The proposed merger of Janus
Group and Henderson Global Investors could be the “opening bell for more
consolidation” among large active asset management groups, according to Moody’s.
“It remains to be seen whether the combined entity will be able to counter asset flow and fee pressure as a result of increasing investor preference for passively managed funds.”The merger, announced last week, has been widely welcomed by
market analysts. The new entity, to be named Janus Henderson Global Investors,
will be responsible for more than $320 billion in assets.
However, with increased competitive pressures on investment
costs and a growing investor preference for passive strategies, Moody’s argued in a research note
that the deal was “largely defensive in nature.”
“Strategically, the integration of two active asset
managers, while positive, does little to address investor flight from active
funds, and the corresponding reduction in asset management fees,” Moody’s said.
“This merger highlights building stresses in the industry, even within the
investment-grade space, and is likely the opening bell for more consolidation
among the larger asset management firms.”
Fellow ratings agency Fitch Ratings expressed a similar
concern regarding the groups’ overwhelming bias to active strategies. Janus in
particular has suffered from the switch to passive investment, recording
average outflows of 6.2% of assets over the last four years, Fitch said in a
research note. However, Henderson—which has stuck with active strategies—experienced inflows of 4.1% a year over the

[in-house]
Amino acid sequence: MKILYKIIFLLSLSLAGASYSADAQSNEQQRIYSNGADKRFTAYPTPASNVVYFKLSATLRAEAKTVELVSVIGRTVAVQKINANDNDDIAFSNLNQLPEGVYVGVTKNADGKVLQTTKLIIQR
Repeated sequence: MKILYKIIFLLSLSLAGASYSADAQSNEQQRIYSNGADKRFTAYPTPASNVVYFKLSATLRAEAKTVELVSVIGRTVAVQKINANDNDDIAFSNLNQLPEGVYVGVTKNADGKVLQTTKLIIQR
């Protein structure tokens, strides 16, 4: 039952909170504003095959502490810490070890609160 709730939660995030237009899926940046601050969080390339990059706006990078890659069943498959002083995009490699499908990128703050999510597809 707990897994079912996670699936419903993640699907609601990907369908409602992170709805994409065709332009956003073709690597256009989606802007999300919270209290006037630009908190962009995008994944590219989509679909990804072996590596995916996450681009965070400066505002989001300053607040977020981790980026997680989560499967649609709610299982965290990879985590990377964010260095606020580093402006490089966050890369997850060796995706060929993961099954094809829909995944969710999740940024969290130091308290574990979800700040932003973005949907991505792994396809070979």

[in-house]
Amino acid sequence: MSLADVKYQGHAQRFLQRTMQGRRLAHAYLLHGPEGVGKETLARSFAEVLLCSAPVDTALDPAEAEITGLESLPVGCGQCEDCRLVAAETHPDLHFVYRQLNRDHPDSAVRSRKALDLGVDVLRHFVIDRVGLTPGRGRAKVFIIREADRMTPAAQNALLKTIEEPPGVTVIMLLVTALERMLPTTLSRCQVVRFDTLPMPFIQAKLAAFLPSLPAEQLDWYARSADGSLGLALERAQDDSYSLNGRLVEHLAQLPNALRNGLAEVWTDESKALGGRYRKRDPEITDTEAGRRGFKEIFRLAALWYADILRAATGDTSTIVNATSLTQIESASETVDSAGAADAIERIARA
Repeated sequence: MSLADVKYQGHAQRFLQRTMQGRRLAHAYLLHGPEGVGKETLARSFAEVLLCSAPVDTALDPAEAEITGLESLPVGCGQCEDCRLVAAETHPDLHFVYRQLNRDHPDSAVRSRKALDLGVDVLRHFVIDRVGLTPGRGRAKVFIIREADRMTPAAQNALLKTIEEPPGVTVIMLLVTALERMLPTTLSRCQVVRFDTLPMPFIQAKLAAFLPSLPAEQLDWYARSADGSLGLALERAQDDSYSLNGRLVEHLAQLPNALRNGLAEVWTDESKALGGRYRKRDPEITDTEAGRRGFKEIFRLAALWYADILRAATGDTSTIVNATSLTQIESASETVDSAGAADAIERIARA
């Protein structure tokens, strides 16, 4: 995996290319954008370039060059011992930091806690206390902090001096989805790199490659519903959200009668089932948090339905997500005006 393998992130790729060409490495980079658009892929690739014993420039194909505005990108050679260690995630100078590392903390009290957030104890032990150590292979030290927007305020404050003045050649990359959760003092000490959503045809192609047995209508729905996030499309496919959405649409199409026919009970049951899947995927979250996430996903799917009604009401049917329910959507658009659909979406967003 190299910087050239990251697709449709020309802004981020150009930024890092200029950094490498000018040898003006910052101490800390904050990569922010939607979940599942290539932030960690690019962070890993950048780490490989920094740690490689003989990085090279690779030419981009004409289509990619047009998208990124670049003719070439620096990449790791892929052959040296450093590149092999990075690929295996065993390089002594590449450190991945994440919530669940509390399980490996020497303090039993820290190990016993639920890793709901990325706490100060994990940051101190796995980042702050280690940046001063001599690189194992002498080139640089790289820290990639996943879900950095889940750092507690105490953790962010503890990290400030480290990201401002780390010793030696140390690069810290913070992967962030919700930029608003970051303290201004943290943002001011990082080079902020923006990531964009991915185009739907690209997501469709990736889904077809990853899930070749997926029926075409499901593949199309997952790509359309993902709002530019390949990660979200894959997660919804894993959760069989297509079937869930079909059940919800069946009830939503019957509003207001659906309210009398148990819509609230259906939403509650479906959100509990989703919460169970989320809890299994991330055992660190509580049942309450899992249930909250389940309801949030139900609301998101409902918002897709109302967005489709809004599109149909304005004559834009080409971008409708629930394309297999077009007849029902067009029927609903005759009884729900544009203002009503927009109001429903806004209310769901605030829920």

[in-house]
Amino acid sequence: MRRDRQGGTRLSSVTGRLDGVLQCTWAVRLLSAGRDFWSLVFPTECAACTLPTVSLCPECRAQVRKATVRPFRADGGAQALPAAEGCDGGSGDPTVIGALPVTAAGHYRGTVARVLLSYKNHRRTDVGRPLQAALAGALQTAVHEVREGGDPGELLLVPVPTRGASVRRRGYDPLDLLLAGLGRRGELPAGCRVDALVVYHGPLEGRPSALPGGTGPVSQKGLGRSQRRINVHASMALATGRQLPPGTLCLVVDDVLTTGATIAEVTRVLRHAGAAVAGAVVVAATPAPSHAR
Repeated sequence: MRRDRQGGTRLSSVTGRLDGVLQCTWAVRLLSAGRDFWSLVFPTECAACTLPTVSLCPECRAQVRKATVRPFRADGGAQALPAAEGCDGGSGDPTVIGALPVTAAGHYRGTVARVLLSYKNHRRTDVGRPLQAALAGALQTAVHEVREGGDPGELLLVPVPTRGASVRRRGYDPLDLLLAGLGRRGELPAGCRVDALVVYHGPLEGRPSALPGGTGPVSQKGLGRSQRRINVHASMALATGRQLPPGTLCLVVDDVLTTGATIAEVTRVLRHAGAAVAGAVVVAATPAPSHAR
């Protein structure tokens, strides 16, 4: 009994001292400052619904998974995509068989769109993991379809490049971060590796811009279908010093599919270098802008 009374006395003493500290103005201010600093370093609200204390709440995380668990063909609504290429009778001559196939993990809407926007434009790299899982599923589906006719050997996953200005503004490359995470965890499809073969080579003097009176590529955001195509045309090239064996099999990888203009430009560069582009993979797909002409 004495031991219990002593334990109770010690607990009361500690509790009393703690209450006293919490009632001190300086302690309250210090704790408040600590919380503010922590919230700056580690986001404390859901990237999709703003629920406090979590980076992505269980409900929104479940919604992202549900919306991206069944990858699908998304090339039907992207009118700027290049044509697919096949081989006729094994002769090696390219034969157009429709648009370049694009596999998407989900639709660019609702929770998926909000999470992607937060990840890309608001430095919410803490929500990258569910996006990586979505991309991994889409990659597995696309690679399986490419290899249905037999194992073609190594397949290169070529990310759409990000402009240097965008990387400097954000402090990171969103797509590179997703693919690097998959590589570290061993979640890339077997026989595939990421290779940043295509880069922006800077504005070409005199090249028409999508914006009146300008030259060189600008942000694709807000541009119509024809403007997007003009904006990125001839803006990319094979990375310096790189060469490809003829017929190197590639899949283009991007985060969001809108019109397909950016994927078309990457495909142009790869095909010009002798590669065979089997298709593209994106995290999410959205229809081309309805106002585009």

“It remains to be seen whether the combined entity will be
able to counter asset flow and fee pressure experienced by active investment
managers as a result of increasing investor preference for passively managed
funds,” Fitch said.
These concerns came despite the deal’s several positive
elements, according to Fitch, which included increased scale, diversity across
geographies and products, cost savings, and less debt. The support of major
shareholder Dai-ichi, a Japanese insurance company, was also praised.
Janus Group took its first step into the exchange-traded
fund (ETF) sector in 2014 with the purchase of ETF provider VelocityShares. As
of June 30, 2016, Janus’ ETP managed roughly $300 million—less than 0.1% of the total
assets under management of the combined Janus Henderson group.
“Fitch also notes the general integration and execution
risks associated with mergers, particularly ones which cross geographic
regions, entail co-CEO roles, and involve broader reorganization of executive
management,” the ratings agency added.
“In our view, this transaction could create a
combined company with stronger business and financial risk profiles compared
with Janus’ as a standalone entity,” said Olga Roman, credit analyst at Standard
& Poor’s Global Ratings.
According to a report on financial services mergers and acquisition
published by Deloitte earlier this year, a
certain level of scale is “critical to deliver profitability” for asset
“Securing new inflows to
drive AUM growth requires strong investment performance and capability in
popular asset classes or investment strategies,” Deloitte Director Baber Din
wrote. “This will increasingly be reflected in focused acquisitions that
inorganically build product capability or extend geographic reach, rather than
simply adding scale to realize cost synergies.”
Group to Merge With Henderson & LSE
and Deutsche Börse Confirm Merger